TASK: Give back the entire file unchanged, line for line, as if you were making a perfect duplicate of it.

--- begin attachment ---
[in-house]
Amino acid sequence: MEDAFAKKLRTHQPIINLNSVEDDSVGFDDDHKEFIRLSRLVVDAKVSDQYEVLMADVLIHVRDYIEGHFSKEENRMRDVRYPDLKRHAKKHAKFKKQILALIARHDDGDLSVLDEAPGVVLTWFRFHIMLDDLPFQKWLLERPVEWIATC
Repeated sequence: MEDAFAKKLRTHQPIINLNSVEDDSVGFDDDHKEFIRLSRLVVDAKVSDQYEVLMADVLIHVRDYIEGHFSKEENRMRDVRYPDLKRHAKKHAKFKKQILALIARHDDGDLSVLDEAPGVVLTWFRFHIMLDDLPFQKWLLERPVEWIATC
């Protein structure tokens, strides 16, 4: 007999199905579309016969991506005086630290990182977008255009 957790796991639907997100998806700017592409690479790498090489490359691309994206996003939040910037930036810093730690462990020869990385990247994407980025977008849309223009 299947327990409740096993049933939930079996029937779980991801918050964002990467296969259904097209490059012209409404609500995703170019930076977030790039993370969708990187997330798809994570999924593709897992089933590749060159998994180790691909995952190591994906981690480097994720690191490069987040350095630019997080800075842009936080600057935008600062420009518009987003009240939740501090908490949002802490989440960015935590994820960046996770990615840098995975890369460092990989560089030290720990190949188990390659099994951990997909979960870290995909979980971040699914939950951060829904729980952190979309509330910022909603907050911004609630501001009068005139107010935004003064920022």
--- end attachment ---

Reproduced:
[in-house]
Amino acid sequence: MEDAFAKKLRTHQPIINLNSVEDDSVGFDDDHKEFIRLSRLVVDAKVSDQYEVLMADVLIHVRDYIEGHFSKEENRMRDVRYPDLKRHAKKHAKFKKQILALIARHDDGDLSVLDEAPGVVLTWFRFHIMLDDLPFQKWLLERPVEWIATC
Repeated sequence: MEDAFAKKLRTHQPIINLNSVEDDSVGFDDDHKEFIRLSRLVVDAKVSDQYEVLMADVLIHVRDYIEGHFSKEENRMRDVRYPDLKRHAKKHAKFKKQILALIARHDDGDLSVLDEAPGVVLTWFRFHIMLDDLPFQKWLLERPVEWIATC
């Protein structure tokens, strides 16, 4: 007999199905579309016969991506005086630290990182977008255009 957790796991639907997100998806700017592409690479790498090489490359691309994206996003939040910037930036810093730690462990020869990385990247994407980025977008849309223009 299947327990409740096993049933939930079996029937779980991801918050964002990467296969259904097209490059012209409404609500995703170019930076977030790039993370969708990187997330798809994570999924593709897992089933590749060159998994180790691909995952190591994906981690480097994720690191490069987040350095630019997080800075842009936080600057935008600062420009518009987003009240939740501090908490949002802490989440960015935590994820960046996770990615840098995975890369460092990989560089030290720990190949188990390659099994951990997909979960870290995909979980971040699914939950951060829904729980952190979309509330910022909603907050911004609630501001009068005139107010935004003064920022």